Options for English internet banking in Japan
by Danielle Tate-Stratton
Back home in Canada, actually going in to the bank is not something I’ve done often in the last several years. Thanks to the ease of internet banking, I can make payments, check accounts, and even open a new account or buy life insurance without ever leaving the couch!
Luckily for anyone who, like me, would rather do just about anything than stand in a long line at the bank, there are a few options for internet banking, in English, being offered to foreigners in Japan. While we may not be able to manage every minute aspect of our finances online, banks such as Shinsei and Citibank certainly provide for more than the basics.
Citibank Japan (www.citibank.co.jp/en), known for its foreigner-friendly services, has a comprehensive and well-written English website which goes far beyond the frustrating English-front page but Japanese-sub pages design of so many supposedly English sites. The list of online services Citibank offers includes checking basic account balance information and making transfers, but also allows you to set up an investment account, buy mutual funds, and examine daily performance graphs for financial markets around the world.
For the less technologically inclined, Citibank has made it easy by including detailed instructions, with screenshots, for several types of transactions including making transfers. In addition, DoCoMo network users can scan a QR code from the website to access limited services.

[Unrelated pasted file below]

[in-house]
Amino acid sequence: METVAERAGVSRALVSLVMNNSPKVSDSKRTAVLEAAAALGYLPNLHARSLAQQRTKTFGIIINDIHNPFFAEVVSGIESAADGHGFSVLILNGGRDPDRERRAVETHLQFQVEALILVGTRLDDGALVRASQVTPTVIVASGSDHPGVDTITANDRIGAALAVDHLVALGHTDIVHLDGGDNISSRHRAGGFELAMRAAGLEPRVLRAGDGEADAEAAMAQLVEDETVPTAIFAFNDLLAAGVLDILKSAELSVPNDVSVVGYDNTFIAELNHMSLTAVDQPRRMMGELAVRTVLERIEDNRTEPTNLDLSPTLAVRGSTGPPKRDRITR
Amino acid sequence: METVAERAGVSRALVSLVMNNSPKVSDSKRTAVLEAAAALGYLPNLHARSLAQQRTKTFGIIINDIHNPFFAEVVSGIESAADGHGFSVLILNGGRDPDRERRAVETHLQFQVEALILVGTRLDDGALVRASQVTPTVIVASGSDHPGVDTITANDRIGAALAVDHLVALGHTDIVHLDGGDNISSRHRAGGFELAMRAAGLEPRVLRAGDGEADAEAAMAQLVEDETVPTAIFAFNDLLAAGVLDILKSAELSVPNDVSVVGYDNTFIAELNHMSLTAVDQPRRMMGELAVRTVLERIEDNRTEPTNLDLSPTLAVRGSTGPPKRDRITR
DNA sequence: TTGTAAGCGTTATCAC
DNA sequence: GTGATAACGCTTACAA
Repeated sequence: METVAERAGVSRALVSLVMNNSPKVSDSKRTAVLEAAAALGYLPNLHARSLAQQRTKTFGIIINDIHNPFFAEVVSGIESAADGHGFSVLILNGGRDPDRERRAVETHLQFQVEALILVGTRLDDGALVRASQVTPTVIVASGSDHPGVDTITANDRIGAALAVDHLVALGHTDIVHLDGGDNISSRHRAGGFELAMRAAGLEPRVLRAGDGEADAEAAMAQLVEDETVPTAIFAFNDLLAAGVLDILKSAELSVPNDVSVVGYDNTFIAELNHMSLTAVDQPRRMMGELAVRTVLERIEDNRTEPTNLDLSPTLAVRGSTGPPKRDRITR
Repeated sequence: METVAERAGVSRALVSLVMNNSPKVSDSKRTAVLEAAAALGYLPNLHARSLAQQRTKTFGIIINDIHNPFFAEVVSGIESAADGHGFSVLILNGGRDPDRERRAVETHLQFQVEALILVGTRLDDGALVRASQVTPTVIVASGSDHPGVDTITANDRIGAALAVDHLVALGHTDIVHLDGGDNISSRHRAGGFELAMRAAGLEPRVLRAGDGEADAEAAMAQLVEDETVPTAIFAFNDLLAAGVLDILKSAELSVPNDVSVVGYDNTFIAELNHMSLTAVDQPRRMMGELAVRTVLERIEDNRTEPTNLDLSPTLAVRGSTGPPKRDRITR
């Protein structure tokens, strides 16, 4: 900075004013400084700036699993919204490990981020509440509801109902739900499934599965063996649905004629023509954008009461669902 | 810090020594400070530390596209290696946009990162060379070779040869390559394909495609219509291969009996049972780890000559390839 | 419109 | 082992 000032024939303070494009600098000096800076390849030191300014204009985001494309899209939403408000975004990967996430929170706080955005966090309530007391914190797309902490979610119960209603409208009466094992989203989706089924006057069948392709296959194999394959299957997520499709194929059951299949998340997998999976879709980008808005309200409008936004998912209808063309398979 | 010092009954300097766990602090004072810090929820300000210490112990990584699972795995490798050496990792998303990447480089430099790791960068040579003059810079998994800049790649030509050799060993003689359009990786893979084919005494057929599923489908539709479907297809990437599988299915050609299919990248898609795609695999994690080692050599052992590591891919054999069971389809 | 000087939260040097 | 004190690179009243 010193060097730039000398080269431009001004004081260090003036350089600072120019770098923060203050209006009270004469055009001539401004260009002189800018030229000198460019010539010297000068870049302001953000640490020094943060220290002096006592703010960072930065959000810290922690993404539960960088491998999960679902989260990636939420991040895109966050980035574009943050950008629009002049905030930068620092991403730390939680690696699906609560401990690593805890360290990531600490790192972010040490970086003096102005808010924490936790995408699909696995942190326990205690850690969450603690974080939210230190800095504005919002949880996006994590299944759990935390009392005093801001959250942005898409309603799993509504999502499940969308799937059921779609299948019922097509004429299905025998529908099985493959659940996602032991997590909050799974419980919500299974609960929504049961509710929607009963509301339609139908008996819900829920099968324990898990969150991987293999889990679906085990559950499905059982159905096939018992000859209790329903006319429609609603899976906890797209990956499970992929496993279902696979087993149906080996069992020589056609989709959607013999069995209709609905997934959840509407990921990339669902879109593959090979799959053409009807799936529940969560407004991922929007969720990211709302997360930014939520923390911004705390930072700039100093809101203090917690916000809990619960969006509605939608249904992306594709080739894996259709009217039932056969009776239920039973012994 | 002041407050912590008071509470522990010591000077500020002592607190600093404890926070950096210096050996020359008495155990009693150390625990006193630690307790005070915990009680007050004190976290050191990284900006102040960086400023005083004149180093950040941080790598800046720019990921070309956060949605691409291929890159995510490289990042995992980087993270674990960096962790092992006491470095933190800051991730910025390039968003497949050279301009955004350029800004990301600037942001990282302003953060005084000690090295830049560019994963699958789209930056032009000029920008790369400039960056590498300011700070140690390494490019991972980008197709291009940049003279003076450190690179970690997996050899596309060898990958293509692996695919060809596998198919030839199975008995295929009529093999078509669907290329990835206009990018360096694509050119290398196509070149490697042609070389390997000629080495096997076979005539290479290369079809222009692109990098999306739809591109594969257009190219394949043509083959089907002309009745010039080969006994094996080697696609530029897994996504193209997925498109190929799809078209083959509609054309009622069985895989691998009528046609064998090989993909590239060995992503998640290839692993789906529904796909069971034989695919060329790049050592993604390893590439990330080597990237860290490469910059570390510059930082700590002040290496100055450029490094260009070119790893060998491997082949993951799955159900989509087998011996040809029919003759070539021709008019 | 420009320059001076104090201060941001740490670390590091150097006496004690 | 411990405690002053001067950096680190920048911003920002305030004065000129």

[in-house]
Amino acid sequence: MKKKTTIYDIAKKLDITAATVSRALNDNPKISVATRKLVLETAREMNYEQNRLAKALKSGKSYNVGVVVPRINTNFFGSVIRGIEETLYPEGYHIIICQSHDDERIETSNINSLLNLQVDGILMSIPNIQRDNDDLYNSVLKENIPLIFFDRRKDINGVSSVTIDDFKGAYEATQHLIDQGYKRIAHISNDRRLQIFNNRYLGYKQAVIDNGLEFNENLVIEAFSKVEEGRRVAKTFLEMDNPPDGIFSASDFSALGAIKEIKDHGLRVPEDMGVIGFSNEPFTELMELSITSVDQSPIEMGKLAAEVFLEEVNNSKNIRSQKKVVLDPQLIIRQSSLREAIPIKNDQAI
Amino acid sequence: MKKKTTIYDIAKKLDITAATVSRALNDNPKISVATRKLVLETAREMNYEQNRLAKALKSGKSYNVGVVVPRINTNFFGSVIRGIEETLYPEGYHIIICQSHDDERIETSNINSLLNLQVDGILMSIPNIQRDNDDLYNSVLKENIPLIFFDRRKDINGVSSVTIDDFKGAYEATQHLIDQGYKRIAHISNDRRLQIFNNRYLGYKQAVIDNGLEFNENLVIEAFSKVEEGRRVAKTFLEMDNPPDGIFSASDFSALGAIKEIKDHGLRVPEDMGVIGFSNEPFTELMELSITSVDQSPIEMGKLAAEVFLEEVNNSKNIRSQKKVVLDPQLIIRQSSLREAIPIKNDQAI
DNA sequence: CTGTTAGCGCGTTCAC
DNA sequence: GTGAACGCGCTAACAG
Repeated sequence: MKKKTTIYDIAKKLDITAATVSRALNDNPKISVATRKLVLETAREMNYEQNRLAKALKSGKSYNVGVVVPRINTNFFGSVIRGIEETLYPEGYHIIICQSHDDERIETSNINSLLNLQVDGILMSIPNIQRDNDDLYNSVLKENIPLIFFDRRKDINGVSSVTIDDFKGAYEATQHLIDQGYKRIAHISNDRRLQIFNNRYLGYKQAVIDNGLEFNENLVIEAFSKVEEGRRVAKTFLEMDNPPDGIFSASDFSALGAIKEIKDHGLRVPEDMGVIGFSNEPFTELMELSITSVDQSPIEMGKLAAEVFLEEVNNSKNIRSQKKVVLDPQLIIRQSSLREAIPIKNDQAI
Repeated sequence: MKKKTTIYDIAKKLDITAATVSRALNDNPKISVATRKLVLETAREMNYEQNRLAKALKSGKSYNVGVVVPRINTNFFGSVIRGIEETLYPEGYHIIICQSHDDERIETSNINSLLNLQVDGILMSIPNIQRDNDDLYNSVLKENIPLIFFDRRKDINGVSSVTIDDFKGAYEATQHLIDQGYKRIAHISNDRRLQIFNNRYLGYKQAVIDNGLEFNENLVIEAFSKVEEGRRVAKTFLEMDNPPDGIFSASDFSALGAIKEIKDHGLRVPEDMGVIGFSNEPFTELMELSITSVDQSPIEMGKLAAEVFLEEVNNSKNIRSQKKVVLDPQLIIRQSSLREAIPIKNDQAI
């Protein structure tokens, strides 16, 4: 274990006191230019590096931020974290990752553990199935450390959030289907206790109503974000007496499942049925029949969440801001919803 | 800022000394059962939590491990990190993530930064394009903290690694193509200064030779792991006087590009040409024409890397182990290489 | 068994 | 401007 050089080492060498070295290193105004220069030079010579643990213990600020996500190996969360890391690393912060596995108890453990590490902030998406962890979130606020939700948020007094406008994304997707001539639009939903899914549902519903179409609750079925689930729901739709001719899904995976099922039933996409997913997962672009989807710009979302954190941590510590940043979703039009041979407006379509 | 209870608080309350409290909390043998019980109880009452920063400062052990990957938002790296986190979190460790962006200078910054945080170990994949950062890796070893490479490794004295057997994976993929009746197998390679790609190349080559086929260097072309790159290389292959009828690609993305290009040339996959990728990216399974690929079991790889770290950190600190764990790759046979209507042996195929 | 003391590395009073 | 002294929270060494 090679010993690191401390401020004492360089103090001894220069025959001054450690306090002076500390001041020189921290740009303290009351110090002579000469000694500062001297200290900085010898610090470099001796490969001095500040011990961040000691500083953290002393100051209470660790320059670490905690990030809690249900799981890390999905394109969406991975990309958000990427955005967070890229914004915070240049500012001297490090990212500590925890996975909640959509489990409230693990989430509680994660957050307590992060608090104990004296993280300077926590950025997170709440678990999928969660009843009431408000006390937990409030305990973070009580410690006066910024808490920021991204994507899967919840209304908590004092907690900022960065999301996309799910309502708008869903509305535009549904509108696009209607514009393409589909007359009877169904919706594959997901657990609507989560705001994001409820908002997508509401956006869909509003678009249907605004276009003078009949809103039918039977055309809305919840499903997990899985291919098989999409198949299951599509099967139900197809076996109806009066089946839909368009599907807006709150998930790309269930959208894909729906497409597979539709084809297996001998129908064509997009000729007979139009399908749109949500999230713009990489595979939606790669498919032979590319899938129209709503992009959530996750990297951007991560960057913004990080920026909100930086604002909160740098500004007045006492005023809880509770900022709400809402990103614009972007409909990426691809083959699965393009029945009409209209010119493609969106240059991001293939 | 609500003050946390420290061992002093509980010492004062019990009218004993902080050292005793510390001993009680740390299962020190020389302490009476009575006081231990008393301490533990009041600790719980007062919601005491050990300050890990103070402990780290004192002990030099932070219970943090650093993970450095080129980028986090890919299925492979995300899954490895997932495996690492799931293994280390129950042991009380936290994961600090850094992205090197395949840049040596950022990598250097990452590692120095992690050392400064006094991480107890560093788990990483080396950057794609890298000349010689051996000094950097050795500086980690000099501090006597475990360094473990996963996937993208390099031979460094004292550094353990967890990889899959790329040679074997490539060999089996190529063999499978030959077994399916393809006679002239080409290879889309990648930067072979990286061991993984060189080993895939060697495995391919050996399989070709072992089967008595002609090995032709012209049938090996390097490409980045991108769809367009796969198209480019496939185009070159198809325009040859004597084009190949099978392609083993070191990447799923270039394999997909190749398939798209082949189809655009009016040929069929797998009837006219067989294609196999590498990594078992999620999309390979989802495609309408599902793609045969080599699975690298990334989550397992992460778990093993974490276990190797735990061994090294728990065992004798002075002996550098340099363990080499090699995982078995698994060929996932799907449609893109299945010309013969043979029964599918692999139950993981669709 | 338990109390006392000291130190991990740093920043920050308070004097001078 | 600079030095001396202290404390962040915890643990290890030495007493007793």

Another bank known for its English service is Shinsei Bank, which also offers internet banking at: www.shinseibank.com/english. Security-conscious users will appreciate the multi-step sign-in process, which requires your account number, pin, and internet password (entered using a security, or scrambled, on-screen keypad). In addition, each user is mailed a unique security card, which has a grid of letters and numbers on the back. During the login process, you are asked to provide three of these from different coordinates each time.
Once in, users may check account balances and information, as well as make transfer payments, which Shinsei has recently made easier by implementing a new ‘easy-input’ system for the singlebyte katakana required to name your ‘payee’ before you transfer funds. Other services include bill payments and currency exchanges. Although not as comprehensive at Citibank’s, Shinsei’s website is certainly sufficient and easy to navigate and, should you get confused, the bank offers phone support in English as well.
These two banks are making great strides towards bringing internet banking, such as that which many expats have been using for years, to those of us in Tokyo who want to be able to check a balance at 2am, move funds at 7pm, or simply avoid that lunchtime lineup!